Ethical leaders pay special attention to finding and developing the best people precisely because they see it as a moral imperative – helping them to lead better lives that create more value for themselves and others. In other words, ethical leaders know the ethical development of those in their organization begins with making them more ethical people in a variety of situations and establishing a framework to make ethical decisions. That foundation can then carry over to the workplace and enhance ethical behavior in relationships with stakeholders – suppliers, customers, employees, and others who rely on the ethics of the organization to treat them honestly and fairly.
Ethics is not a spigot we can turn on and off at a whim. True ethical leaders know this and they cultivate ethics in everything they do in directing the organization to accomplish ethical goals.
Ethical leaders ‘walk the talk’ of ethics. They demonstrate through actions and words that unethical behavior will not be tolerated and those who witness such behavior within the organization must report it to higher-ups so that appropriate action can be taken.
This leads to my final point, which is that whistle-blowing is the key to improving the culture within organizations. That is why the Sarbanes-Oxley Act and Dodd-Frank Financial Reform Act include protections for whistle-blowers and, in the case of Dodd-Frank, financial rewards for blowing the whistle on corporate wrongdoing where the government can bring a successful lawsuit against the organization for fraudulent behavior.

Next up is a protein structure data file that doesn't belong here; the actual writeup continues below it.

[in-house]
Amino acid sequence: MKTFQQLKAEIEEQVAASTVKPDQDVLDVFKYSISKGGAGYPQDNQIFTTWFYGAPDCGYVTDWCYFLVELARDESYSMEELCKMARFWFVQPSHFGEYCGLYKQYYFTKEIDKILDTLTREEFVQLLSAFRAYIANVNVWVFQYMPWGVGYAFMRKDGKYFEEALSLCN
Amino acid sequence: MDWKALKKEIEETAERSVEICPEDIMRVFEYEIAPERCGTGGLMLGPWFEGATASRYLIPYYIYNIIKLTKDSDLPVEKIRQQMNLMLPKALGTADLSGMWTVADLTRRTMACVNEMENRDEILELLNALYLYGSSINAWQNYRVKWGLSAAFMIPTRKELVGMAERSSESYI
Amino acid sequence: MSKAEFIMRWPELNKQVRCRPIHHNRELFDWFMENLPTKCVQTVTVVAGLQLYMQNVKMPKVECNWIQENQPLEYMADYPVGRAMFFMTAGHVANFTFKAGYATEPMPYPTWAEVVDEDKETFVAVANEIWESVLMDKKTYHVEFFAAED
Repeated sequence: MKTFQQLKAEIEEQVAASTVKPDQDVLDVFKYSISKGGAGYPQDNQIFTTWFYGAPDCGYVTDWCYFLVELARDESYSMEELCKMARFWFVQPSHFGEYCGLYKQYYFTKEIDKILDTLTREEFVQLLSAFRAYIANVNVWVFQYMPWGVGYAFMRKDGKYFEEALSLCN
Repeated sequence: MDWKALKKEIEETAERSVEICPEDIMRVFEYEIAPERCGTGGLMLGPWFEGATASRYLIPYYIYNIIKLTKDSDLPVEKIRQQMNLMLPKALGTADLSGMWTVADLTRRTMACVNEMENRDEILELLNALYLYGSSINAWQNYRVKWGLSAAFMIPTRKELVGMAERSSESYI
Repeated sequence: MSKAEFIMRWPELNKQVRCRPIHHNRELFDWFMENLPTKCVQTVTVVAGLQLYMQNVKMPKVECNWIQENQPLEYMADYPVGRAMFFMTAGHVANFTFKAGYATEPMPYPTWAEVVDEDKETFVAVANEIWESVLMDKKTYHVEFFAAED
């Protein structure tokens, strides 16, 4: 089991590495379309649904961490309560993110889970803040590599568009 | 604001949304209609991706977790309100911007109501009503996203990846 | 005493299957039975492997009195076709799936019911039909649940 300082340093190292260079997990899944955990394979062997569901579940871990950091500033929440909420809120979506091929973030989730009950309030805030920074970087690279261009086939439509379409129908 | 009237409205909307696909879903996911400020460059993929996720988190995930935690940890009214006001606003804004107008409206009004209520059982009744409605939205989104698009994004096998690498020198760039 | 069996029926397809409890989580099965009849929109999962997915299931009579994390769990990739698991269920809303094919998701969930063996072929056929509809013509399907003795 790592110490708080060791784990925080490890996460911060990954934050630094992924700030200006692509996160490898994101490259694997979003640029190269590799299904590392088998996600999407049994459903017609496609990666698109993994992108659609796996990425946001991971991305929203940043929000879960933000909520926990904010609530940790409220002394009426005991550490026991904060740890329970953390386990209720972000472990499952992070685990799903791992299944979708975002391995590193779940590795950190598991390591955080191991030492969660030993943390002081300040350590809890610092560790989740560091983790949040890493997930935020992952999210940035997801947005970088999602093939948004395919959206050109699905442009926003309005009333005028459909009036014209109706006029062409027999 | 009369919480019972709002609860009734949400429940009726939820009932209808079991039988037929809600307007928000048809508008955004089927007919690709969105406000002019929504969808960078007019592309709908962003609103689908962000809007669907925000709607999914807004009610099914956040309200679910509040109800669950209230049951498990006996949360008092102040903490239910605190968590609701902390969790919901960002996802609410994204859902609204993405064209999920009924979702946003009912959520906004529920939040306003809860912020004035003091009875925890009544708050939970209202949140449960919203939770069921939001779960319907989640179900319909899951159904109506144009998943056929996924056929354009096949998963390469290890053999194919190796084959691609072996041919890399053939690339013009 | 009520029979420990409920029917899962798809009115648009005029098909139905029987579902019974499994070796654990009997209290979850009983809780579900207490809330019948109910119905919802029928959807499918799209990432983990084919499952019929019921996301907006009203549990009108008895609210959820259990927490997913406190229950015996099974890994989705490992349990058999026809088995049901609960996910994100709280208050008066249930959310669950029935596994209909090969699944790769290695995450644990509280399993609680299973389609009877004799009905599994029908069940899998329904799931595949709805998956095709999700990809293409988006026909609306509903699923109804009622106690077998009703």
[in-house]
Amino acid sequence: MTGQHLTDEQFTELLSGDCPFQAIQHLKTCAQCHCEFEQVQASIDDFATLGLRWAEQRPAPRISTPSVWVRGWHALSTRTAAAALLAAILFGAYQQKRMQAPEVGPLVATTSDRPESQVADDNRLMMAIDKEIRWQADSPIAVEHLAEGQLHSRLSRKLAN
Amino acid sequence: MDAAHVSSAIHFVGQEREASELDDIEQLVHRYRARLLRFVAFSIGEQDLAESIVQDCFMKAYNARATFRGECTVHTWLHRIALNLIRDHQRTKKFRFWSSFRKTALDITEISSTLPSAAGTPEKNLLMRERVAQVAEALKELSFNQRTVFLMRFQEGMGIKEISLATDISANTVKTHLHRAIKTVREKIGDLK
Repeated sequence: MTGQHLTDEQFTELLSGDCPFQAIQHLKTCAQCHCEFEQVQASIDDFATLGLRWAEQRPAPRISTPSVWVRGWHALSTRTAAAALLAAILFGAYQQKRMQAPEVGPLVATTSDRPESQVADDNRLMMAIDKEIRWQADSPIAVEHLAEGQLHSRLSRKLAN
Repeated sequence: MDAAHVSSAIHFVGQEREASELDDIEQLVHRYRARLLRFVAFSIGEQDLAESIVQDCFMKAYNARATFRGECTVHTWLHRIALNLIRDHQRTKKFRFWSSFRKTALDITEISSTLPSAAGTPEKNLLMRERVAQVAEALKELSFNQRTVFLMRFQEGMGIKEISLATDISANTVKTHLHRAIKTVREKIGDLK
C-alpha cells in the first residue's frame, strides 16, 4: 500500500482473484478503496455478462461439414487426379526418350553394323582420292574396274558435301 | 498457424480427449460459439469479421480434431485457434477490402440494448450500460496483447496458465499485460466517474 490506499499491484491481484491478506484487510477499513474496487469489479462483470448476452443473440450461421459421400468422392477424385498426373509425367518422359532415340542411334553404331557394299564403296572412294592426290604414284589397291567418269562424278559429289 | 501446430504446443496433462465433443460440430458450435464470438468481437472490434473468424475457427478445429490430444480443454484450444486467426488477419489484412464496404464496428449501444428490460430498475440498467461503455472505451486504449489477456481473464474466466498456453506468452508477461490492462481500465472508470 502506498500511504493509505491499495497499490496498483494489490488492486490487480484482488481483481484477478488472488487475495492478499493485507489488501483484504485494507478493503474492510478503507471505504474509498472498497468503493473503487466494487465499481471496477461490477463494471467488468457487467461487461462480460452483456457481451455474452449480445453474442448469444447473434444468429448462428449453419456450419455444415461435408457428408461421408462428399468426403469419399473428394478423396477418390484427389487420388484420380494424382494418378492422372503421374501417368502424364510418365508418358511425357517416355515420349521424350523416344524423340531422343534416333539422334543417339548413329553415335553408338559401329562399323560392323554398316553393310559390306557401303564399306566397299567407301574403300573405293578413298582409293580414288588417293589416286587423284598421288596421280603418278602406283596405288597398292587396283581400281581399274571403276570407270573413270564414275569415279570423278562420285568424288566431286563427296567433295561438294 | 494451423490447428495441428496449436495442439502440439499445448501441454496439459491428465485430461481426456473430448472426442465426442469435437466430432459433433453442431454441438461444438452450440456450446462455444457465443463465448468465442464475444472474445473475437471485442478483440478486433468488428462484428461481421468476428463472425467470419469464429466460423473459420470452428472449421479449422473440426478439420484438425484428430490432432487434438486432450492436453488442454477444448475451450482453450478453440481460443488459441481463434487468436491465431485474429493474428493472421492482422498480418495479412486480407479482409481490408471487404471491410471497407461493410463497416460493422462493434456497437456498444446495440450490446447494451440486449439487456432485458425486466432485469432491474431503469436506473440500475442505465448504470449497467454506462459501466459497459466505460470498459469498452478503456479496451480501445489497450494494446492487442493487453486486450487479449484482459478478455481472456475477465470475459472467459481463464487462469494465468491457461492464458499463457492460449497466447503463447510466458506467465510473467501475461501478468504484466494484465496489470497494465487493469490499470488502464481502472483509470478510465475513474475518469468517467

Former Supreme Court Justice, Potter Stewart, said it best in commenting on ethical behavior: “Ethics is knowing the difference between what you have a right to do and what is right to do.”
Blog posted by Steven Mintz, aka Ethics Sage, on November 12, 2013
From around the web.
From the web site, SORSONGB.
In every business, leaders are the key driving force of the business, because they can be the one to drive their employees and the decision they make will affect the organization. Recent research (Resick, Hargis, Shao Dust, 2013) shows that, ethical leader are the one who “use their social power to represent the best interests of their organization and employees, set a personal and professional example of ethically appropriate conduct, and actively manage ethical”. Ethical leaders can create important positive effects on both individual and organizational effectiveness. The word “Ethic” may have many definitions but the main point of the word is “knowing and doing what is right”.
Leader-Member Exchange (LMX) is the quality of exchange between a supervisor and an employee (Walumbwa et al., 2011). The LMX theory explained that the “more frequently employees interact with their immediate supervisors, the more likely the relationship will be stronger (Walumbwa et al., 2011)“, this show that with ethical leadership can lead to better relationship with the employees. Ethical leadership always encourages opinion from the employees, which will boost the individual effectiveness and may boost organizational effectiveness as well.